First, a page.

Later that year, I met Dr. Lazoff, who knew of an operation that would eventually give me almost complete use of my legs. In the summer of 2000, I was placed in a cast extending from my waist down to my toes, on each leg, with two metal bars connecting my legs. For six weeks, I had to scoot anywhere I wanted to go, unless I was pushed in a wheelchair or carried. I remember that my mom had to carry me up the stairs of our apartment while I complained how itchy the plaster was. As I remember this event, I realize that this has been the only time in my life that I have felt disabled. Yet, throughout all of my misery and boredom, I remained optimistic because I had something to look forward to: I was going to be able to walk. After six weeks the cast was sawed off. The minute I got home, my mom and dad wanted me to walk. I tried to walk, but the second I attempted to stand, pain shot all throughout my body, and I was instantly down on the ground crying. I was sentenced to a few more weeks in bed over the summer. Then, I met with Dr. Lazoff again, who immediately signed me up for therapy in a swimming pool once a week where I could learn to put weight on my feet without falling and to learn leg strengthening exercises. At first, any weight I put on my feet would cause me great pain and many tears. Eventually, the pain left me, and I could use my legs to stand but not yet walk. 

A couple of years later, I graduated from the pool and started therapy on land. There, the therapy was extremely rigorous, and I always left feeling weak, sore, and extremely tired. I always pushed myself to do better than I had before, no matter how much it hurt. Various exercises helped strengthen my legs and my core and trunk muscles. The therapy and my hard work paid off, because in the spring of 2007 I no longer needed botox shots.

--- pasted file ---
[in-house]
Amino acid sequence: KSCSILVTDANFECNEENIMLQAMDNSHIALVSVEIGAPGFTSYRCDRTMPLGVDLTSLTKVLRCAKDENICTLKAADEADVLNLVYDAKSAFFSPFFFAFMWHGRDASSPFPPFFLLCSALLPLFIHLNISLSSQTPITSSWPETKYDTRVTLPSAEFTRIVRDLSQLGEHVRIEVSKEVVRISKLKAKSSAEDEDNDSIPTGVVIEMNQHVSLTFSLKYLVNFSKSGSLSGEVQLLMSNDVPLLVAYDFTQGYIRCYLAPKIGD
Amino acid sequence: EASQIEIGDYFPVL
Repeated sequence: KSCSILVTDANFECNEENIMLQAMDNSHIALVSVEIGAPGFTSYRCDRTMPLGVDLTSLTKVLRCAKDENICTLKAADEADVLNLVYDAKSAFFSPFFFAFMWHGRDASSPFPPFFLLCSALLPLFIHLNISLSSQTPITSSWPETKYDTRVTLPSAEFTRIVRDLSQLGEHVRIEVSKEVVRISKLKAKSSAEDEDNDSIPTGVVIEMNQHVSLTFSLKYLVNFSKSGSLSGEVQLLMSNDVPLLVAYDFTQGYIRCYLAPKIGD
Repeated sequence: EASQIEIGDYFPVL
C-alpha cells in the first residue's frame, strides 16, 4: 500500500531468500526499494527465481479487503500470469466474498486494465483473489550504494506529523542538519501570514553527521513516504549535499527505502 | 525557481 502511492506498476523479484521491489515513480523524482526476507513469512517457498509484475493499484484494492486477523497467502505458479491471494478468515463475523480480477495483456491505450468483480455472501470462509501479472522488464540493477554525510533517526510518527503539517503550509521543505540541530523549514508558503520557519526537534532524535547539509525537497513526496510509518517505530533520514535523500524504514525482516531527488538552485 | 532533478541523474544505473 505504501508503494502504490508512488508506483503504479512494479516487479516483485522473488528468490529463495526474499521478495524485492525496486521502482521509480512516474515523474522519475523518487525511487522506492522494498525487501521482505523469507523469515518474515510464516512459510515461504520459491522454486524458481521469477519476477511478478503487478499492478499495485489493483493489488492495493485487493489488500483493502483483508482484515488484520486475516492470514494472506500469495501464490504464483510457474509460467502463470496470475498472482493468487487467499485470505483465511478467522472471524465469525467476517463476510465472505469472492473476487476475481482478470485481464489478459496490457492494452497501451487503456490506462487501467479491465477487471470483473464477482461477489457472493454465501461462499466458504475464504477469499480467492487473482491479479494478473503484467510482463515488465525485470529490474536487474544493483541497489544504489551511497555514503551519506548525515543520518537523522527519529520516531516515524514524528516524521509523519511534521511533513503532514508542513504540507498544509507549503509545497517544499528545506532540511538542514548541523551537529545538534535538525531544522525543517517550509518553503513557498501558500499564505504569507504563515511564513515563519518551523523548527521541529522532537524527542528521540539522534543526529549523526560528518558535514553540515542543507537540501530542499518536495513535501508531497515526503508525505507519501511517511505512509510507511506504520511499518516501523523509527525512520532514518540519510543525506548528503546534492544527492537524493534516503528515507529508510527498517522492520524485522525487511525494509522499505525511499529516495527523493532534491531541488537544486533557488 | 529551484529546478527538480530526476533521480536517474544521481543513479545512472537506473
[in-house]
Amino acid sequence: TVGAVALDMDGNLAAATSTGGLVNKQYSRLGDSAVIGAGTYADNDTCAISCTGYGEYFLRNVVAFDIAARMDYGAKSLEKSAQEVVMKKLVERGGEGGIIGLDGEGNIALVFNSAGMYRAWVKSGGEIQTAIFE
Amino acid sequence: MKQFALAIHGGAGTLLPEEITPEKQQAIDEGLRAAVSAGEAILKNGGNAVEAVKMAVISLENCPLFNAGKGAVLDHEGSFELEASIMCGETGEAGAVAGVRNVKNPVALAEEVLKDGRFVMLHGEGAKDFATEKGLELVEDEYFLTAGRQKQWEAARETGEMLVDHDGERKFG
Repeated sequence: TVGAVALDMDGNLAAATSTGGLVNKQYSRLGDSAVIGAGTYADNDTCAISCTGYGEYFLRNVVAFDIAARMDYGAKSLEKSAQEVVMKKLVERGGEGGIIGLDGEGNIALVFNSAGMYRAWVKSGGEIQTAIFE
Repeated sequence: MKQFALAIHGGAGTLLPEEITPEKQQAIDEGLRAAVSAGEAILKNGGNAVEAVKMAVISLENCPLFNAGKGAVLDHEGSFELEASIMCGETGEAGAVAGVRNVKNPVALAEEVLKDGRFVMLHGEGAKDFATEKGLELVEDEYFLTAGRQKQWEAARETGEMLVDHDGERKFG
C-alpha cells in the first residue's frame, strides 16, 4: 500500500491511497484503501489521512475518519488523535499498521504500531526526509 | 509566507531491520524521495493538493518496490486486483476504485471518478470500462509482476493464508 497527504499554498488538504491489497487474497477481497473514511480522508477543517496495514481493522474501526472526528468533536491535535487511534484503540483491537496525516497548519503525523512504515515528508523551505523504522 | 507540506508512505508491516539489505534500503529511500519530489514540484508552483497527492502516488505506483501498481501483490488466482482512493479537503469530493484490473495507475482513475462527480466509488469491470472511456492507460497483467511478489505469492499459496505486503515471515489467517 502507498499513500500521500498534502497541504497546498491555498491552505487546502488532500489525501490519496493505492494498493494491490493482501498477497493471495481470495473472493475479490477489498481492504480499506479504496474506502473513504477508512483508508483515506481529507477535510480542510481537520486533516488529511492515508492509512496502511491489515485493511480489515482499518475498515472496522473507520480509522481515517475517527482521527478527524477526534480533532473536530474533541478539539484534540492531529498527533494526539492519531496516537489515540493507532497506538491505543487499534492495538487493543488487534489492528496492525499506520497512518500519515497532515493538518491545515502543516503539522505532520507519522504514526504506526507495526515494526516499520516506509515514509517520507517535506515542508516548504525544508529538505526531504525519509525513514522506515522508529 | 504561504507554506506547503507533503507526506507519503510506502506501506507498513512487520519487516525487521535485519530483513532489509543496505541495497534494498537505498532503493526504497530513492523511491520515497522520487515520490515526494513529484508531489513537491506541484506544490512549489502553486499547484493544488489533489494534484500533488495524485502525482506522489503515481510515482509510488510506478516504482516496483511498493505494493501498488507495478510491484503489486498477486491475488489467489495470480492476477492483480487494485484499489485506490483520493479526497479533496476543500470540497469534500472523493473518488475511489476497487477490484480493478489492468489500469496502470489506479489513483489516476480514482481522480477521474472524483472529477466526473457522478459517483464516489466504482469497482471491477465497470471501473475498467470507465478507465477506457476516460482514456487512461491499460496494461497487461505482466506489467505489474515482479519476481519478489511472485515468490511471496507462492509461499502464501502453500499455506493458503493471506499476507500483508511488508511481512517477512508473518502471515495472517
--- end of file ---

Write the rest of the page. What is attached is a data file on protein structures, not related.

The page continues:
Today I still go to therapy for my back due to my scoliosis. My whole life has been a balancing act. Since starting high school,I have had to balance academics, practicing the violin, my part time job, and physical therapy. Yet, throughout all of this work, I have still managed to maintain mostly A's and B's, earned a Kiwanis Citizenship Award, taken four honors classes and three Advanced Placement classes, and made the Honor Roll several times. My disability never has affected my academic performance, and it never will. Presently, I can walk much more than I ever could before. I proved the doctors wrong and made the impossible possible. People are often shocked about me. The doctors see me as a miracle— a young man with cerebral palsy who managed to prove them wrong. People I see everyday are often amazed that I am as positive as I am. They see me as disabled and, therefore, think my attitude should reflect that. But if I am not positive and let everything that has happened to me bring me down, how can I expect anyone else to be? It has been quite difficult to write this essay because of my attitude. I often don't think about therapy, surgeries, or my condition as obstacles. If I fall, for example, I don't just lie on the ground and cry; I pick myself up, brush myself off, and try again. I don't see myself as disabled; I see myself as challenged every day. A challenge that will not prevent me from living my life the way I want; this is a challenge I will overcome.